In the 18th century, most moderately sized farms produced their own and regional varieties, such as Red Leicester, Cheshire and Double Gloucester, were starting to develop distinct identities. In all, there were some 40 different cheeses available to buy, many of which are still in circulation today.
At the same time, London was getting richer and its appetite for luxury foods was growing. Cullum’s market stall grew into a successful family business, which his son Sam — setting his sights on even higher society — moved to Swallow Street in Mayfair in 1797. He developed a reputation for strict quality control, only buying from farmers who met his high standards and refusing to handle cheeses that he felt were sub-par (it wasn’t uncommon back then for poisonous heavy metals such as lead or copper to be sneaked into cheeses to give them what was felt to be a more appealing hue). Business boomed and Cullum Jnr brought in two new partners: Harry Paxton and Charles Whitfield, under whose names the company continued on Cullum’s retirement in 1832.
In 1835, construction began on Regent Street and Paxton & Whitfield relocated again — this time to Jermyn Street. The thoroughfare itself was new, but it already had a smart reputation, thanks to its proximity to the Royal Household. Soon, William Pitt, Thackeray and the Duke of Marlborough would move in and Lord Byron would stay in a Jermyn Street hotel on his way back from Greece. The new location was another gamble that paid off: in 1850, Paxton & Whitfield was given a Royal Warrant by Queen Victoria (who had been given a half-ton wheel of Somerset cheddar on her wedding day a decade earlier; it measured 9ft in diameter and later went on a tour of the country). It would be the first of many warrants — Paxton & Whitfield has held them continuously ever since and has traditionally made weekly trips to Buckingham Palace.
Before the Second World War, Paxton & Whitfield’s lavishly stocked windows were immortalised by Eric Ravilious and the shop sold some 2,000 Stiltons a year. But rationing and a dearth of farm workers saw its display dwindle to almost nothing — by 1951, you could only buy five cheeses there. In the interim, No 93 Jermyn Street became an ordinary grocery shop — albeit one where extraordinary things continued to happen. Churchill liked to say that ‘a gentleman buys his hats at Locks, his shoes at Lobbs, his shirts at Harvie & Hudson, his suits at Huntsman and his cheese at Paxton & Whitfield’. Charles de Gaulle visited and one of the flats above the shop was let to occultist Aleister Crowley, who is said to have had several dinners with Ian Fleming in 1941 at the nearby Cavendish Hotel, during which they discussed how occultism might be used to wrong-foot the Nazis.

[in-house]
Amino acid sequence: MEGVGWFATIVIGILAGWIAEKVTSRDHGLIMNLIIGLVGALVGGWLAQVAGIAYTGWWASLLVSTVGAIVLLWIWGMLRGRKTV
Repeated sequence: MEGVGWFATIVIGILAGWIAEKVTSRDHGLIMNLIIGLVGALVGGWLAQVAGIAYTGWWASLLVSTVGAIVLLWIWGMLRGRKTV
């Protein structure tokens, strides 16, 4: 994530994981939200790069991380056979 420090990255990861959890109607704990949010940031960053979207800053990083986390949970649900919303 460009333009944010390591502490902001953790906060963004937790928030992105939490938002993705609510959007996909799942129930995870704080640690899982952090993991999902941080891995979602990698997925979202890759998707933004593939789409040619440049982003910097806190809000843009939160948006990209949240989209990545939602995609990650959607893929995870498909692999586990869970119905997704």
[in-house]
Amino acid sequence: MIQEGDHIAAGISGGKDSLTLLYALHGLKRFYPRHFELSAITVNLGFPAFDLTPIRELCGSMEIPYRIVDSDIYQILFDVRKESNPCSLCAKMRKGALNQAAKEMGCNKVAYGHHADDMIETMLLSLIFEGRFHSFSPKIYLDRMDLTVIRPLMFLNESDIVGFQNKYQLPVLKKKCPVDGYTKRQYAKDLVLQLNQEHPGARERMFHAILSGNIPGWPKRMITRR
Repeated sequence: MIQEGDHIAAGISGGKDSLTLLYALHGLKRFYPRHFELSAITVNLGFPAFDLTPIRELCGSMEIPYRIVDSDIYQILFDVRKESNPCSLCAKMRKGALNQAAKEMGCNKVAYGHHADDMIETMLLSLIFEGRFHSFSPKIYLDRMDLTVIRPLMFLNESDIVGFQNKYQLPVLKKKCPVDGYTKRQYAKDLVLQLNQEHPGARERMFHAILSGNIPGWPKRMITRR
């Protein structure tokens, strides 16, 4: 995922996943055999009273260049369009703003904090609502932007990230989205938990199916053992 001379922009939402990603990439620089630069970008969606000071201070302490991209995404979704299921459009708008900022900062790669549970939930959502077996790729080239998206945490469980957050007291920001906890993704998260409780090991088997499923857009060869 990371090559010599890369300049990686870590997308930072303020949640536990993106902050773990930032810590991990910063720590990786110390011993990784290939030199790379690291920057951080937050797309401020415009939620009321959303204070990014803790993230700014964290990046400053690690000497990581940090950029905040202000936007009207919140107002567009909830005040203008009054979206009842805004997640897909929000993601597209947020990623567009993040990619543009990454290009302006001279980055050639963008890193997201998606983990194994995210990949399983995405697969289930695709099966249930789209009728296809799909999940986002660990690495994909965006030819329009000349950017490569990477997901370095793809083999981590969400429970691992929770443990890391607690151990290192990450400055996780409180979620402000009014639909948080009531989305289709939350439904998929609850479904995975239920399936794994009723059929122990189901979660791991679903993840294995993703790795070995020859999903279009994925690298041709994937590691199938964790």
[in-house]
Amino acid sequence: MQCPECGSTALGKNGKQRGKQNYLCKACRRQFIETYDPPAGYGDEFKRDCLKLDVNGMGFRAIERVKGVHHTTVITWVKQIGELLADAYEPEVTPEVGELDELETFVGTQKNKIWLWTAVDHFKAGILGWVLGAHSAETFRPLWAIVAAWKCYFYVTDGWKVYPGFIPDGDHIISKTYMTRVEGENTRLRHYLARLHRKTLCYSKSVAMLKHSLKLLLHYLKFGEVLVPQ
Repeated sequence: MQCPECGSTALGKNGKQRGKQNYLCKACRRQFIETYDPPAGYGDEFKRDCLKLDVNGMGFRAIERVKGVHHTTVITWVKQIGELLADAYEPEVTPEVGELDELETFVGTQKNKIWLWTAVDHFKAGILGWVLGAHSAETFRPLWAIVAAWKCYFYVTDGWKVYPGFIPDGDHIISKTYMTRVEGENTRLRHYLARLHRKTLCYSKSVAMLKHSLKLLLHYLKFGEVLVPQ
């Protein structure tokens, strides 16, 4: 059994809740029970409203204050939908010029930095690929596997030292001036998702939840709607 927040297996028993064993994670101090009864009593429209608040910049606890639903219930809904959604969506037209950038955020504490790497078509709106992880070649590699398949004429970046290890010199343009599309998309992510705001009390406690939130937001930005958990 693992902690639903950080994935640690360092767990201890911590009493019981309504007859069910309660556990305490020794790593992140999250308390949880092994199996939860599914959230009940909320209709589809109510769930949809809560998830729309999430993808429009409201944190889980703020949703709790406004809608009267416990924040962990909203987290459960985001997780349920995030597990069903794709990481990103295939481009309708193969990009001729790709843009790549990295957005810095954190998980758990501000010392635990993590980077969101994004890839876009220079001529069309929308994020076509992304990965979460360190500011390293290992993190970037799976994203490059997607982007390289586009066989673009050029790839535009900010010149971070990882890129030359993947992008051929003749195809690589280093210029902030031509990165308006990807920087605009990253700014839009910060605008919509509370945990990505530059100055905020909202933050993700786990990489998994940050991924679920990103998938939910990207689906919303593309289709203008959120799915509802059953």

Amazingly, No 93 Jermyn Street survived the Blitz. However, a number of fires broke out, the worst of which saw the company’s files and archive destroyed. Although written records of its past are hard to come by now, Paxton & Whitfield’s history is everywhere — in the black-and-gold frontage, the ding of the door and the faultlessly polite service. Mr Rutter and his team are continuing the work that began after the Second World War, tirelessly supporting artisan cheesemaking. Last year, the company unveiled five new state-of-the-art maturation rooms in the Cotswolds, where precise control of temperature and humidity means that Paxton & Whitfield can actually work collaboratively with producers.
‘To give you an example, we started working recently with a Cumbrian ewes’ milk farmer called Martin Gott,’ Mr Rutter explains. ‘He came to see me and said that he had more milk than he had demand for — I said that, if he could make a cheese that could be aged for up to a year, we could buy it from him, mature it and then sell it during the times of the year when we have demand for it.’ The cheeses are brushed and turned twice a week and, during their second month of maturation, they’re rubbed with Cotswold Gold rapeseed oil. The first batch — fruity, savoury and delicious drizzled with honey — is now on sale, named after the man who started it all. ‘We did a straw poll in the office, and the verdict was that we should call it Cullum,’ says Mr Rutter. ‘I’m very glad he won.’